Dog Signage

German Village is dog territory.  It seems like 90 percent of the residents here have dogs, and whenever you go out for a walk, you’re likely to encounter every variety of canine, every form of terrier and shepherd and retriever, from mutt to pure-bred, out strolling our brick-lined streets.

And you’re also likely to encounter signs warning dogs and their owners to avoid answering the call of nature in the yards and flower beds of the non-dog owners among us.  Some signs are more polite than others, some use “please” and some just say “No!,” but the message is ultimately the same.

What, exactly, is the purpose of those signs?  If it is to encourage dog owners to be responsible in performing their poop scoop obligations, the signs seem . . . unnecessary.  Most dog owners accept the need to stoop and scoop as part of the price that must be paid for having a four-legged friend in the house.  And f a dog owner is inclined to ignore his/her general obligations in a civilized society, a mere sign doesn’t seem likely to change their approach.  So I’ve concluded that the signs really are just another example of the prevalent NIMBY phenomenon at work.  The people with signs know the dogs are going to do what dogs do — which is to produce dog doo — and what they really want is for dog owners to yank their canine friends away from the sign owner’s property so that they find their target in the neighbor’s patch of ground instead.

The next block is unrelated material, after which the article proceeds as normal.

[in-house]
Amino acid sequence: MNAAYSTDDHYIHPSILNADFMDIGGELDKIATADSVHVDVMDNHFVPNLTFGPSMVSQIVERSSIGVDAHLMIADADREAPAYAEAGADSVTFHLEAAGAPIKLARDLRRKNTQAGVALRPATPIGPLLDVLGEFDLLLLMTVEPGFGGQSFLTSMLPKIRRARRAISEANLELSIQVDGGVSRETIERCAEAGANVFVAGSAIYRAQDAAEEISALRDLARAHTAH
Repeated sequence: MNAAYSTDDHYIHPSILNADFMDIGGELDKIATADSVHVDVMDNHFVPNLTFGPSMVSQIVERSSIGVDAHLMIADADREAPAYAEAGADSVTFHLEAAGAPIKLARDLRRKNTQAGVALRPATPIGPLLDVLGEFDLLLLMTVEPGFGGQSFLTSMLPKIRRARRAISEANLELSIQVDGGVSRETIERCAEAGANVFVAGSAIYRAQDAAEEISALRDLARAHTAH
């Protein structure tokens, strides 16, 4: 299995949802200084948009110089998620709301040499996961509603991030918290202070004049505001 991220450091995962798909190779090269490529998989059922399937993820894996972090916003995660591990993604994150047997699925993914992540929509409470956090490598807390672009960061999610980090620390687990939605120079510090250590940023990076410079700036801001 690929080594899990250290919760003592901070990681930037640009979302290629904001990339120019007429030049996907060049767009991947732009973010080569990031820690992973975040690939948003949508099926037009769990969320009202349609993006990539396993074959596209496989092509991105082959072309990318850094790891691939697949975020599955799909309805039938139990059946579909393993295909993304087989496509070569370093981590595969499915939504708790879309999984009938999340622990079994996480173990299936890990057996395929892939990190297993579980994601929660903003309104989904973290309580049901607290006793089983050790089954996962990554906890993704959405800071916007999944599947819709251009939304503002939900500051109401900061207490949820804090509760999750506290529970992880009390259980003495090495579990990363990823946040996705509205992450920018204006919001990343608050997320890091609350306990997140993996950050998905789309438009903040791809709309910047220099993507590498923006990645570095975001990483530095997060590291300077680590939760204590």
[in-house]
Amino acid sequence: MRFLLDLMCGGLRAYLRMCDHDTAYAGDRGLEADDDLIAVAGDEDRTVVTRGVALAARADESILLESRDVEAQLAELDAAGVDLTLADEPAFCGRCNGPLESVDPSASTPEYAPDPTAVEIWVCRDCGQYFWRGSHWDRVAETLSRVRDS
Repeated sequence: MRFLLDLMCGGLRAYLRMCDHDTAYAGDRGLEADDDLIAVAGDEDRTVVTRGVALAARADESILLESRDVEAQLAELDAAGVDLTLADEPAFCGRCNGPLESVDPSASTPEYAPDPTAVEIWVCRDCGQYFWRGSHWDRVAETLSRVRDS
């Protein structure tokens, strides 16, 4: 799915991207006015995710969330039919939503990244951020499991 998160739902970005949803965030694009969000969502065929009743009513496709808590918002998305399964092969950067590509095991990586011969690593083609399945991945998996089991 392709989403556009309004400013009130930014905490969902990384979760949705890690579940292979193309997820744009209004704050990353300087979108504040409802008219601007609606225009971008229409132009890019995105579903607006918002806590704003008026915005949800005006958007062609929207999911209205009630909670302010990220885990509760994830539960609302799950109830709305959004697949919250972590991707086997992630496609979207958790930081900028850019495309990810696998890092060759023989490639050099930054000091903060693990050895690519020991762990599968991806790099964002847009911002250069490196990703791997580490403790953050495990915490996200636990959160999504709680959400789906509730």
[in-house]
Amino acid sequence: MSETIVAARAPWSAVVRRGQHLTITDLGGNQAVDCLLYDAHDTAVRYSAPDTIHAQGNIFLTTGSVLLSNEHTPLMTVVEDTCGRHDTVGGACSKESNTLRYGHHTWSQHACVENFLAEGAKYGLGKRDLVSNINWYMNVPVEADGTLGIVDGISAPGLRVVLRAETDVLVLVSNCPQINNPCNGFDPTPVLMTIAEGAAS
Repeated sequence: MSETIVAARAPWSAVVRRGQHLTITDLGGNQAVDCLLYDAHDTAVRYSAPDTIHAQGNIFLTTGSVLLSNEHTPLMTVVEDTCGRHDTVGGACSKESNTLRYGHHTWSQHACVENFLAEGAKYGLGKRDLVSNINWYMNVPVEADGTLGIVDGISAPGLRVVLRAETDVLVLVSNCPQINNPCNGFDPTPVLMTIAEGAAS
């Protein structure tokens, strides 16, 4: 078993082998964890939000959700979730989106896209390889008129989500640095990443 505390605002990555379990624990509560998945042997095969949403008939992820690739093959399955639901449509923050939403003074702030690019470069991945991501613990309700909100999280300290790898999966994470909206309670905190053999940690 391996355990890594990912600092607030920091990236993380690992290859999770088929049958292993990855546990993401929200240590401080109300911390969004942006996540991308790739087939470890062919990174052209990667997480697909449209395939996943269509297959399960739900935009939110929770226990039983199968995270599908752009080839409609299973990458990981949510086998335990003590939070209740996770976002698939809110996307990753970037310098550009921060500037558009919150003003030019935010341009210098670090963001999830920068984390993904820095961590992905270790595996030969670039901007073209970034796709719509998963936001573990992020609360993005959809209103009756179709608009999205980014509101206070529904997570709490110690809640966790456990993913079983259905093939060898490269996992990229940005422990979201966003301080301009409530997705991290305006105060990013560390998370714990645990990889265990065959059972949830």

The signers are really saying that their property deserves special treatment.  It’s not a very neighborly thing to do, when you think about it.

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Dog Signage

German Village seems to be a very dog-friendly place.  Most of the people you see walking around have a dog, and I’d guess that dogs outnumber cats by about 10 to 1, if not more.

IMG_0828But then there’s that unfortunate but inevitable biological byproduct that dogs tend to leave behind. And if you don’t own a dog, and you’ve got a nice little flower bed between the sidewalk and the street that you’d like to cultivate, and the dog owners walking by aren’t living up to their end of the dog owner’s social compact with the rest of humanity, you might just get fed up about the whole issue.

And when that happens, a passive-aggressive sign is bound to be the result.  I particularly liked this one, with its neat penciled lettering on lined school notebook paper and all-weather plastic sheathing.  Proper punctuation and grammar, too, as well as kid-sensitive use of an acceptable alternative to more vulgar terminology.  It obviously wasn’t written in the heat of fury, but rather as a matter of deep resignation and indignation, after one too many discoveries of an unpleasant surprise.  The heartfelt “it’s disgusting” at the end is a particularly nice touch.

And it worked, too.  We always pick up after Kasey, but once I saw that sign I decided that discretion dictated steering Kasey away from even snuffling contact with that particular patch of ground to more neutral territory.